We already have a thriving methanol industry. There are 18 production plants in the U.S. putting out 2.6 billion gallons a year. It is used widely as a manufacturing feedstock and makes up 30 percent of the windshield fluid in your car. Methanol is also the principle racing car fuel on the NASCAR circuit. The conversion began in the 1990s in order to avoid deadly gasoline explosions. But drivers have grown very fond of methanol because it burns cleaner and gives almost the same octane rating as gasoline.

Of course ramping up the industry to replace a significant portion of the 136 billion gallons of gasoline we consume every year would be a monumental undertaking. But it would not involve any technological breakthroughs. “You could build a conversion facility at the end of each gas pipeline and have tanker trucks transport it to every gas station in the country,” he says. “The infrastructure wouldn’t have to change much.”

So what’s the problem? Well, unfortunately putting methanol into car engines is illegal.

“When the EPA wrote its regulations for auto emissions it approved only one fuel – gasoline,” says Hollander. “Ethanol only makes it because it’s classified as an `additive.’ The EPA could easily add methanol to the list. It’s just a question of getting them to do it.”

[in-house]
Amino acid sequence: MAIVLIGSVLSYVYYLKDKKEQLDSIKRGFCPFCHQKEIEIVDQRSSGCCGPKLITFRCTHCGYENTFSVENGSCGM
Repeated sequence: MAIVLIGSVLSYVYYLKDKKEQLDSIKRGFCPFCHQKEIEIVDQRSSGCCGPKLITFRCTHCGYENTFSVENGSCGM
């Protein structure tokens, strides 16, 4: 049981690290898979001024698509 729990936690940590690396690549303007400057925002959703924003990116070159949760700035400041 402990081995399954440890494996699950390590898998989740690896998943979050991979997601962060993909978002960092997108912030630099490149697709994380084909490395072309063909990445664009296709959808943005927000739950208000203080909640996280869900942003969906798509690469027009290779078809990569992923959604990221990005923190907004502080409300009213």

Fuel Freedom is running a smart national campaign, enlisting both free market advocates and environmental organizations to the cause. “Methanol burns cleaner than gasoline,” says Hollander. “It would make a big improvement in air pollution.” With bi-partisan backing, the Open Fuel Standard Act is also making its way through Congress. The law would require automakers to produce cars that can run on multiple fuels, including methanol. “Right now the auto companies could produce flex-fuel vehicles any time they want,” says Hollander. “Their answer is always that they’ve tried before and nobody wanted to buy them.”

California actually put tens of thousands of methanol cars on the road in the 1990s through a state-sponsored program but the effort eventually fizzled because gasoline only cost $2 a gallon and natural gas was $6 per mcf. Now the price differential has reversed. “You could sell methanol today at the octane equivalent of $2 per gallon,” says Hollander. “You wouldn’t need any subsidies. The market would handle everything.”

The elements for this historic transformation are all in place. With a strategic push, the auto industry could soon be launching another methanol experiment, this time under much more favorable circumstances. If so, Yossie Hollander and the Fuel Freedom Foundation can claim at least part of the credit.

 

William Tucker is news editor of RealClearEnergy.org and author of Terrestrial Energy: How Nuclear Power Will Lead the Green Revolution and End America's Energy Odyssey.